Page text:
So it is good to know that Boston has a cycle scheme also ( have I mentioned I am going soon LOL!) Thanks for the link.

    Off to go into town on my bike!

    Love Denise

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    1. Reading your post, "Biking Buddies" and seeing the photos of your day with Jane are a huge inspiration, Denise. The smiles on your faces convinced me that biking in Paris is something that I have to try. After all, I can't let the visitors from Cincinnati and Bolton have all the fun!

      When you're in Boston, I hope that you'll have time to cycle along Boston's Emerald Necklace (Click on highlighted words for more info.) Stephane did and really enjoyed it.

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  6. I think you, me, and Miss Ella should rendezvous in the Bois for a bike ride. It's best to start after 6:30 a.m. there, before that time I've gotten a few funny looks. If I could speak French, I'd yell, "No I am not a prostitute on a bike." I am serious about the bike riding together though.

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    1. Sounds like a great idea! And I agree, it's definitely better to go after 6:30 am...not because of the funny looks but because I would have a hard time getting to the park that early! Mlle Ella gets back this week so we need to set a date.

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  7. ^Lol at Jacki's comment!

    You're going to love using the Velib. I have to admit, I was nervous sharing lanes with the buses, but the park is a good place to start.

    Love that woman's outfit, that is one fashionable bicyclist! I wouldn't be opposed to biking in a loose-fitting skirt, but a tight sheath and stilettos is too gutsy for me. Good for her, though!

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    1. Excellent point about the buses! I've been so busy worrying about the cars that I hadn't even thought about the larger vehicles! The park definitely sounds like the better option, especially if I'm with Mlle Ella and Jacki.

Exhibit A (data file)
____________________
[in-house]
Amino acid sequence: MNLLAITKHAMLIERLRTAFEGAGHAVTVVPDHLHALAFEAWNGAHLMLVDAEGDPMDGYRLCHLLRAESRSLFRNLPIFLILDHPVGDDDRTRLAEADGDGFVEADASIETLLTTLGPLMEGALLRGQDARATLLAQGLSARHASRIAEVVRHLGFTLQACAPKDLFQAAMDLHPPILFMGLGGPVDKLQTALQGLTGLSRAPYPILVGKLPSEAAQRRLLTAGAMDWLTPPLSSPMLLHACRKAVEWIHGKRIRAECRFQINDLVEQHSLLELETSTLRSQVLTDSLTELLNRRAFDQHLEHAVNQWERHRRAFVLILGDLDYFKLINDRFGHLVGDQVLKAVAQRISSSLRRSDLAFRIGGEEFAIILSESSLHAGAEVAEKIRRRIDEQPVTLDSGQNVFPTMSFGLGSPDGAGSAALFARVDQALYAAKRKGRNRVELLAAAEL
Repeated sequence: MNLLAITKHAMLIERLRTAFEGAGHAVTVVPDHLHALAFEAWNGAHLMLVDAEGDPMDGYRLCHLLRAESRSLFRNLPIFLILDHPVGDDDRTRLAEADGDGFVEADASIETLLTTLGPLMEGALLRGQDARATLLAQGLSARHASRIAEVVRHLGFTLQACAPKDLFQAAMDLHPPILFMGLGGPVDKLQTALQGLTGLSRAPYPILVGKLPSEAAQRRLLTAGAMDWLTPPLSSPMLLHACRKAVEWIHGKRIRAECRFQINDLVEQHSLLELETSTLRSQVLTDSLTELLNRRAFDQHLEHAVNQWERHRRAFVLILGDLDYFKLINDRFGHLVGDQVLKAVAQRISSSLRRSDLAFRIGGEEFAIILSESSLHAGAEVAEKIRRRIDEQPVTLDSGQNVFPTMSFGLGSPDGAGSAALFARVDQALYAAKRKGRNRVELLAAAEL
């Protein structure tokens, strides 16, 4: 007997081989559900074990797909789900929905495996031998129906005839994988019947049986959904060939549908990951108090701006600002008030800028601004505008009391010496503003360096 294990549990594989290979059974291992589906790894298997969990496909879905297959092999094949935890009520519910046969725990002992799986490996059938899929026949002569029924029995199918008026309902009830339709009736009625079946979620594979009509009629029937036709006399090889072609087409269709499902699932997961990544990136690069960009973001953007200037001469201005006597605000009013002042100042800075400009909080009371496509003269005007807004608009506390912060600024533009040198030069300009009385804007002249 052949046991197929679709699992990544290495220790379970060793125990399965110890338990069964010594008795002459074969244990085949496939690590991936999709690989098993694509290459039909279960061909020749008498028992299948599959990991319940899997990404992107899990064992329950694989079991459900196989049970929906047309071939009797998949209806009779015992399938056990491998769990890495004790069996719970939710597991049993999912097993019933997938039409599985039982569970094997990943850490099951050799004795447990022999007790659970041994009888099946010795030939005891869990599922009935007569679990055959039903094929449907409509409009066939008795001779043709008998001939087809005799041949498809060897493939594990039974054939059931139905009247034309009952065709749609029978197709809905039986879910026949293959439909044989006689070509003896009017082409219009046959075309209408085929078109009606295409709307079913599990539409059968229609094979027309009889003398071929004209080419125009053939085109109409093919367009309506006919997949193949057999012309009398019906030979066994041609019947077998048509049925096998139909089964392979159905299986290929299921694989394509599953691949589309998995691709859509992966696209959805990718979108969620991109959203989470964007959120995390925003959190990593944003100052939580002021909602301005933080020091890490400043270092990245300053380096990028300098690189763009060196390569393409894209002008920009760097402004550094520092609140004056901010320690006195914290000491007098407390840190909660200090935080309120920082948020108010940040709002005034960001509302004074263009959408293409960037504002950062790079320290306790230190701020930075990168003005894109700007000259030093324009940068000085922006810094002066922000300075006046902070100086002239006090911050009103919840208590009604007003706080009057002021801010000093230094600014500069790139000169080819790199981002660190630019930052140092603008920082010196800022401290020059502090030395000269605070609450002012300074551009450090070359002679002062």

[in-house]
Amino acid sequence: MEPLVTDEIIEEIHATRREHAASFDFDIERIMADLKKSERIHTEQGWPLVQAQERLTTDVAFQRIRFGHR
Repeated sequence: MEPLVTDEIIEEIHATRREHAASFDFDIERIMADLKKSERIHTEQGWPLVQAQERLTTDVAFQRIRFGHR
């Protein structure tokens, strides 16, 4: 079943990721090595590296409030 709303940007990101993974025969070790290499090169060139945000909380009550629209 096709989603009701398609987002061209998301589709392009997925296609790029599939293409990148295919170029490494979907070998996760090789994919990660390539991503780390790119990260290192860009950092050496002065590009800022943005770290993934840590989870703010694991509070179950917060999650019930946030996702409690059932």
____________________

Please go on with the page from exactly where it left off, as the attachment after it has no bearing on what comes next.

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  8. Bike enthusiast that I am, I don't really like cycling in the city. I've tried a Vélib, but it's top-heavy and cumbersome after the bike I usually ride. I've ridden my own in Paris though, with my husband in front of me. He is your typical French bike rider - ignores the red lights, goes the wrong way down the street (I'm not talking about when it's official), turns at the last moment without indicating, swings round to look at something (I'd fall off!) - and really can't understand my reluctance to follow. When we ride outside Paris, he tells me not to worry about the cars, they'll just avoid me. Well, so far, they have, but I'm still more careful than he is and prefer to pull over and let the cars go past me if I feel them banking up behind me. The only time he tells me to move out of the way is when there's a tractor coming.

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    1. I had to smile at your husband's nonchalant attitude while cycling and your reluctance to follow him. It reminds me of when I go skiing with Stephane. He just doesn't get why I'm worried when he's not! Personally, I think that you're a very wise woman to pull over and let the cars go around you. I've seen some impatient drivers come entirely too close to cyclists when they pass them.